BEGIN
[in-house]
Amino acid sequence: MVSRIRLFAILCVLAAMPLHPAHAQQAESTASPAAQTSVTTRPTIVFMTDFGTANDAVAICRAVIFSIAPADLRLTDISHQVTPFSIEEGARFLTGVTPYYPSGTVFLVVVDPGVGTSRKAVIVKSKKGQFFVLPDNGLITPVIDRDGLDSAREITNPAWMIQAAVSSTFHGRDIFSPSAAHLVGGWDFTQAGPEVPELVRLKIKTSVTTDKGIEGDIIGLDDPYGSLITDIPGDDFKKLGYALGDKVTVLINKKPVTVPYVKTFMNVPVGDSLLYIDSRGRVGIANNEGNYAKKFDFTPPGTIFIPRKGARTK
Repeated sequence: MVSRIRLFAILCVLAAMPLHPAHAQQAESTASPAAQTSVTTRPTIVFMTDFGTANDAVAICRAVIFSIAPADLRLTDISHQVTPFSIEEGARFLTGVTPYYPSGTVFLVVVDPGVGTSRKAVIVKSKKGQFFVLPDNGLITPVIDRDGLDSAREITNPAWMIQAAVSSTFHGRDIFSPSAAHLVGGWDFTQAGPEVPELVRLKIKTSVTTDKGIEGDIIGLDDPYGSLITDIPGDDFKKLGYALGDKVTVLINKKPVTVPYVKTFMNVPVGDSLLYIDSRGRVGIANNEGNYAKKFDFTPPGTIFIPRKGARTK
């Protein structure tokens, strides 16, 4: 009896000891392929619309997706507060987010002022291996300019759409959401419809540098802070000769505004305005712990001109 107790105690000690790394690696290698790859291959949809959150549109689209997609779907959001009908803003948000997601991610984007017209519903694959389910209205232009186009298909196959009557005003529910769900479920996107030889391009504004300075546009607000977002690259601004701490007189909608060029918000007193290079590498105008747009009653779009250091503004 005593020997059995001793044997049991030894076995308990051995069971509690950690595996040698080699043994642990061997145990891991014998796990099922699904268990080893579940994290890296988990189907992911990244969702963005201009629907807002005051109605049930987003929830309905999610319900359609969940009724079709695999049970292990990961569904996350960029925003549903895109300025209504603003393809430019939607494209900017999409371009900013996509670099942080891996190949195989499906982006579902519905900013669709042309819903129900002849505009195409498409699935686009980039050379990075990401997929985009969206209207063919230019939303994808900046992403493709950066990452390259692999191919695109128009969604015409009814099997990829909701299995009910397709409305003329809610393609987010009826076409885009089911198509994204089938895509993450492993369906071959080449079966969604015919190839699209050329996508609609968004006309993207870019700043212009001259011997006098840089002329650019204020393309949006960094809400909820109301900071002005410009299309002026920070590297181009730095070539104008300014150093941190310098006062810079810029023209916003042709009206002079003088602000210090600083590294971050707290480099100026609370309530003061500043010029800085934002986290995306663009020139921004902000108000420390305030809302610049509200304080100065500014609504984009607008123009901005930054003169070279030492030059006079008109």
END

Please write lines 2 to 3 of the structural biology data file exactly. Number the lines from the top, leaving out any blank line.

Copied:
Amino acid sequence: MVSRIRLFAILCVLAAMPLHPAHAQQAESTASPAAQTSVTTRPTIVFMTDFGTANDAVAICRAVIFSIAPADLRLTDISHQVTPFSIEEGARFLTGVTPYYPSGTVFLVVVDPGVGTSRKAVIVKSKKGQFFVLPDNGLITPVIDRDGLDSAREITNPAWMIQAAVSSTFHGRDIFSPSAAHLVGGWDFTQAGPEVPELVRLKIKTSVTTDKGIEGDIIGLDDPYGSLITDIPGDDFKKLGYALGDKVTVLINKKPVTVPYVKTFMNVPVGDSLLYIDSRGRVGIANNEGNYAKKFDFTPPGTIFIPRKGARTK
Repeated sequence: MVSRIRLFAILCVLAAMPLHPAHAQQAESTASPAAQTSVTTRPTIVFMTDFGTANDAVAICRAVIFSIAPADLRLTDISHQVTPFSIEEGARFLTGVTPYYPSGTVFLVVVDPGVGTSRKAVIVKSKKGQFFVLPDNGLITPVIDRDGLDSAREITNPAWMIQAAVSSTFHGRDIFSPSAAHLVGGWDFTQAGPEVPELVRLKIKTSVTTDKGIEGDIIGLDDPYGSLITDIPGDDFKKLGYALGDKVTVLINKKPVTVPYVKTFMNVPVGDSLLYIDSRGRVGIANNEGNYAKKFDFTPPGTIFIPRKGARTK